As the hole deepened, broadened,
the sculptor’s shovel ovating a shape,
he saw the tree, down the decades,
leaves on pointe, dancing pirouettes
on a winded stage, a blossomed mobile.
Even the winter freeze
Of the half-foot of humus
necklacing the husky trunk
will cock it a little,
like the jaunt of a haughty hat
tipped against the headwinds,
brim all a-riffle.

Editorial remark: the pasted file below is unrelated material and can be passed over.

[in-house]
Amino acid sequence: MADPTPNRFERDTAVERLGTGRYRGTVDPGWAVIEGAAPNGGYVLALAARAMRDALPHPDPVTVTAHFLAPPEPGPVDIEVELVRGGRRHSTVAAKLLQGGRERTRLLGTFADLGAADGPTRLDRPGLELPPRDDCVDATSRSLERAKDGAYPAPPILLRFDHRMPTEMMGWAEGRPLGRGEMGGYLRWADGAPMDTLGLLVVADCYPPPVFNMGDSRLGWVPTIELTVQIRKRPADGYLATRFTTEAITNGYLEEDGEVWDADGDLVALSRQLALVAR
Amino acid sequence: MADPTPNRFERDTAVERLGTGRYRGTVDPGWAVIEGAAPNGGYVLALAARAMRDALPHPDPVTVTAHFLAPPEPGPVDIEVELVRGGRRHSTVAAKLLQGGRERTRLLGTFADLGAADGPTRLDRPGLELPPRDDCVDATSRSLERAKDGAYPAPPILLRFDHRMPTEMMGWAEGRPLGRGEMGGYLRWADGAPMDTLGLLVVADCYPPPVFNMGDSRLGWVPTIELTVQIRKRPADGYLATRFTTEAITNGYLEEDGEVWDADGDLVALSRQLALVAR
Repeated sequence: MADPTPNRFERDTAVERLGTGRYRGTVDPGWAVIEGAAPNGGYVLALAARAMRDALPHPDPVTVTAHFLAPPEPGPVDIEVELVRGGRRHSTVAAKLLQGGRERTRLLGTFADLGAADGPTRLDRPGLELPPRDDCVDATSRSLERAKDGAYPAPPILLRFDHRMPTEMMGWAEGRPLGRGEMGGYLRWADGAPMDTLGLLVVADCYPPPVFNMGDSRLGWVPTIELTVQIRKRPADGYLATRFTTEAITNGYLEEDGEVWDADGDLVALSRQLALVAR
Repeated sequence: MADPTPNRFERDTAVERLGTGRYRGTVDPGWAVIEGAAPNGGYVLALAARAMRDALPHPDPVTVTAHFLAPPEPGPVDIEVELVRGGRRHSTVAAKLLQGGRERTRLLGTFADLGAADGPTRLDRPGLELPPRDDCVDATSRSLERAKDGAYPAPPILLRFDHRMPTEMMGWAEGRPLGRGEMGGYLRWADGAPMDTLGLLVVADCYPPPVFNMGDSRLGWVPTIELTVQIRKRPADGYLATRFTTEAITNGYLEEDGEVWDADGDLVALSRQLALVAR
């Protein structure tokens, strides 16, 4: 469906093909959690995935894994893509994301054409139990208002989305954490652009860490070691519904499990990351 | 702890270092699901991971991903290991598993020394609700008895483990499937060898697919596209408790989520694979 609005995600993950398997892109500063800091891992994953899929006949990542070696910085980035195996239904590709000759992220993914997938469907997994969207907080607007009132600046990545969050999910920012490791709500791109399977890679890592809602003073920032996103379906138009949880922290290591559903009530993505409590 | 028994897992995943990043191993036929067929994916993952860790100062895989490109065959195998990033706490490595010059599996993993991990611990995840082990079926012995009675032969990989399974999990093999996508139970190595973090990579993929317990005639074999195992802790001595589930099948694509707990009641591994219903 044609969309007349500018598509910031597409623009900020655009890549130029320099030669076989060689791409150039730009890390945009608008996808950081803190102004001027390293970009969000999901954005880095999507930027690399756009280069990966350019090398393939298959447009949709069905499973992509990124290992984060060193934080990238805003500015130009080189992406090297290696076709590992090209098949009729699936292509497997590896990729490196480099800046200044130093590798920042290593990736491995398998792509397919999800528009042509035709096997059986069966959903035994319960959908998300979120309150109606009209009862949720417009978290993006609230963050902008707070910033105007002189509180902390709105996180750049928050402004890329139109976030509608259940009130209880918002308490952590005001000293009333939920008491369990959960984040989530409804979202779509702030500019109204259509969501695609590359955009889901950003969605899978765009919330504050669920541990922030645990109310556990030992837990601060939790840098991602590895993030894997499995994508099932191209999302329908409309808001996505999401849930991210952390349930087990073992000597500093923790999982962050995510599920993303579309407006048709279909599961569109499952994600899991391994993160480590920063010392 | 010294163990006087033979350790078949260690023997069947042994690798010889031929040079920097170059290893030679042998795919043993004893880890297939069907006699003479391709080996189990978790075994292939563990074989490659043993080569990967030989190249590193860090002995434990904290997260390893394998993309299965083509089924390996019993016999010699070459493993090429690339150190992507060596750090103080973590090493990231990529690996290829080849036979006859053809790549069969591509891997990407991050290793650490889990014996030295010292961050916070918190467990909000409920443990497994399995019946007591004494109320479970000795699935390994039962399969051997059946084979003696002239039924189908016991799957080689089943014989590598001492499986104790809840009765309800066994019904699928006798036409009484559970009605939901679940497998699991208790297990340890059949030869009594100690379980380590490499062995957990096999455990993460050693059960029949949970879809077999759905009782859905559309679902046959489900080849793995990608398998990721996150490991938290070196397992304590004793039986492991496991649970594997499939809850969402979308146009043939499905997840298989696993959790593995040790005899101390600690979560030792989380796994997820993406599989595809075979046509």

The nurseryman idled up,
a fender of the old truck, its bolt missing,
quaking like an aspen, in time with
the engine’s tick.
“What kind is it?” asked the shoveler.
“Baldwin, but we call ‘em Bobbin’ Apple.
The springy limbs are never still, once
the apples load on.”
And so it was, down the decades,
roots reaching ever back
through unwitnessed stillness of soil,
twigs clicking heels in the rain,
branches lining out the old soft-shoe
on a sanded stage of wind,
and in a perfect calm,
the impossibly visible surge
David Vandiver, April 27, 2014